Hot on the heels of yesterday’s post on beauty in churches, here’s a living example of a renovation gone wrong—and an effort to make it right.
Last year, I posted on the remarkable renovation being undertaken at one Brooklyn parish, whose sanctuary looked like this:
Now that’s changing.
Here’s an update from the New York Daily News:
We’ve all heard about the soaring cost of the St. Patrick’s Cathedral renovation.
But over in Windsor Terrace, Brooklyn, the Holy Name of Jesus Church is going through a far more modest but no less significant $2.4 million renovation and receiving a replacement altar designed by James Renwick Jr. — the same celebrated architect who designed St. Patrick’s Cathedral, the Smithsonian and the National Mall. And who happens to be buried in Green-Wood Cemetery, a bagpipes’ wail from the steps of Holy Name.
Renwick’s elaborate, 30-ton marble altar arrives at Holy Name like an answered prayer.
The altar was so offensive that some parishioners strayed to nearby St. Saviour’s. Three decades after the hockey sticks were installed, a little, old Irish woman, a daily communicant, confessed to a priest, “God forgive me, but I hope the ones responsible for that altar are still in purgatory.”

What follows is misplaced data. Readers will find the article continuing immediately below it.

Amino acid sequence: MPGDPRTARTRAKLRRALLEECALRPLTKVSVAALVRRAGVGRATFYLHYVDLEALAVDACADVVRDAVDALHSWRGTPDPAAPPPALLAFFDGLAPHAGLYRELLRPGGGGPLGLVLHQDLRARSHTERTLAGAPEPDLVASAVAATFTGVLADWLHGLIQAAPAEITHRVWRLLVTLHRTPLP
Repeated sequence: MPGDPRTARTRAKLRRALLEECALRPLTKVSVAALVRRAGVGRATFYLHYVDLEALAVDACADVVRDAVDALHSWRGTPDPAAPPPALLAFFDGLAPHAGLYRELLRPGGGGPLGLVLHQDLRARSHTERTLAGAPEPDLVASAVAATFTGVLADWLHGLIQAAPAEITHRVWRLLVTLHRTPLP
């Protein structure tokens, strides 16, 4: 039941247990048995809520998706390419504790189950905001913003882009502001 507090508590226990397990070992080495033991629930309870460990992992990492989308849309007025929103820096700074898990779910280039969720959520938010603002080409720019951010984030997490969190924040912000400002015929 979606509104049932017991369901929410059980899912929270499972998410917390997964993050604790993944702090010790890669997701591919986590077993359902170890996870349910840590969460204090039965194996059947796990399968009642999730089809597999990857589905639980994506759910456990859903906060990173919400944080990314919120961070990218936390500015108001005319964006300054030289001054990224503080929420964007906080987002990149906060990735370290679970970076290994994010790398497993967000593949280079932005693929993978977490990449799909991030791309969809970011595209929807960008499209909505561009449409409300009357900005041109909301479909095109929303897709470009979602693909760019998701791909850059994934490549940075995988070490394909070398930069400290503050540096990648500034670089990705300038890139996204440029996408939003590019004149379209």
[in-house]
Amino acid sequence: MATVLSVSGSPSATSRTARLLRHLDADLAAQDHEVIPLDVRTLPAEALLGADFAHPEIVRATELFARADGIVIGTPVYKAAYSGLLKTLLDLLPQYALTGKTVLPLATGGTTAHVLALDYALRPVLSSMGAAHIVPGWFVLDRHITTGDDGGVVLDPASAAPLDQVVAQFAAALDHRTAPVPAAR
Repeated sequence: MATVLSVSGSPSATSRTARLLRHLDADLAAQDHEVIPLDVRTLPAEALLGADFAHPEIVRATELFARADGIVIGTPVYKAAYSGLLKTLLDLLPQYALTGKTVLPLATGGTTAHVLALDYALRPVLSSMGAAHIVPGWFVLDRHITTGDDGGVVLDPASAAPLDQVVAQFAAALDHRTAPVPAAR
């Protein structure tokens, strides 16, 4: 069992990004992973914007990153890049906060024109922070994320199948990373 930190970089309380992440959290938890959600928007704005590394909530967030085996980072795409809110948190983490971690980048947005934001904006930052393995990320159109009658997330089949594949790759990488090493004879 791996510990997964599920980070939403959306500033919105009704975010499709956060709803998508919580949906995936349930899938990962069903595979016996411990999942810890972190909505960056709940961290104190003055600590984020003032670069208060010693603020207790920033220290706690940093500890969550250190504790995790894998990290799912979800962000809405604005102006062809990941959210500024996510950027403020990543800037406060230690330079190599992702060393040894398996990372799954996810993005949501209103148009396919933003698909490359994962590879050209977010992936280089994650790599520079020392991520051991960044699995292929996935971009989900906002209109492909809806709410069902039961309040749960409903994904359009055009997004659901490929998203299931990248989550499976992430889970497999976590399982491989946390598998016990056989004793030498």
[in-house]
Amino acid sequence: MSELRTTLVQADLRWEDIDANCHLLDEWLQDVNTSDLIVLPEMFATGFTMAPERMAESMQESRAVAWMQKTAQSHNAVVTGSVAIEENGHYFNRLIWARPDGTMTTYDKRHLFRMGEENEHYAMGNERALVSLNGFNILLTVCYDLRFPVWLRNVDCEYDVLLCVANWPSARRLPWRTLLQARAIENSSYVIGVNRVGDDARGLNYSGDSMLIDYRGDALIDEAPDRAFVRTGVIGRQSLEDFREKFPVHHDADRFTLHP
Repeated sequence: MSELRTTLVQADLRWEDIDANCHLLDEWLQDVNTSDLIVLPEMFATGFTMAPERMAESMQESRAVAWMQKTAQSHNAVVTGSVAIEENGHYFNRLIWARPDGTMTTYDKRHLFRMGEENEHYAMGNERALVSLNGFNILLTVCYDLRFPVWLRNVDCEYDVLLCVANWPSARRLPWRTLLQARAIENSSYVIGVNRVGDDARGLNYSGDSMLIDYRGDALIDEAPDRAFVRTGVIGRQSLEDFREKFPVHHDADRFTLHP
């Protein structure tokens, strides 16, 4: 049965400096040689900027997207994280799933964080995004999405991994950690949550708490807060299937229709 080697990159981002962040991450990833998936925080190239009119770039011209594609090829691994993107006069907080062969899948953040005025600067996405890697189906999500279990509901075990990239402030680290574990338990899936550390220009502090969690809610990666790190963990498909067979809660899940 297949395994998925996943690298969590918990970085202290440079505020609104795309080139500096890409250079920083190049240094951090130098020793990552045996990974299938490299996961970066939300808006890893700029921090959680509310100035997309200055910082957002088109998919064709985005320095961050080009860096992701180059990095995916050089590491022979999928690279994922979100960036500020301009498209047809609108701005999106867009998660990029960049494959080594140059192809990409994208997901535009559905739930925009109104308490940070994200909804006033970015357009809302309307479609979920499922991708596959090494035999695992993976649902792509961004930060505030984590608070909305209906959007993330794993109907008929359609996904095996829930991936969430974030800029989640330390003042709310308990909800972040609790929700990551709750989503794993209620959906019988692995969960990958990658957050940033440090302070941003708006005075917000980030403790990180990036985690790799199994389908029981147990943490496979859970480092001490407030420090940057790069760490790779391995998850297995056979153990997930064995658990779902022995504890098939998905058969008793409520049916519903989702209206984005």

Half my family was baptized in Holy Name. My mother and father had their requiem Masses there. Countless friends were married and buried out of Holy Name. Thousands jammed the church for the funeral of FDNY Capt. Vinny Brunton, who perished on 9/11.
With all that tradition, people wanted to reinstall an “old-fashioned” altar in Holy Name. “Then three years ago, Msgr. John Bracken, who was the interim pastor of Holy Name, knew that St. Vincent de Paul Church in Williamsburg was closing,” says Mike Coyne of the Holy Name finance and fund-raising committees. “He knew about this beautiful altar that would go into storage until some other church somewhere across the country went shopping for an altar.”
Read more. And check out the video below, which explains the renovation, and what the completed result will achieve: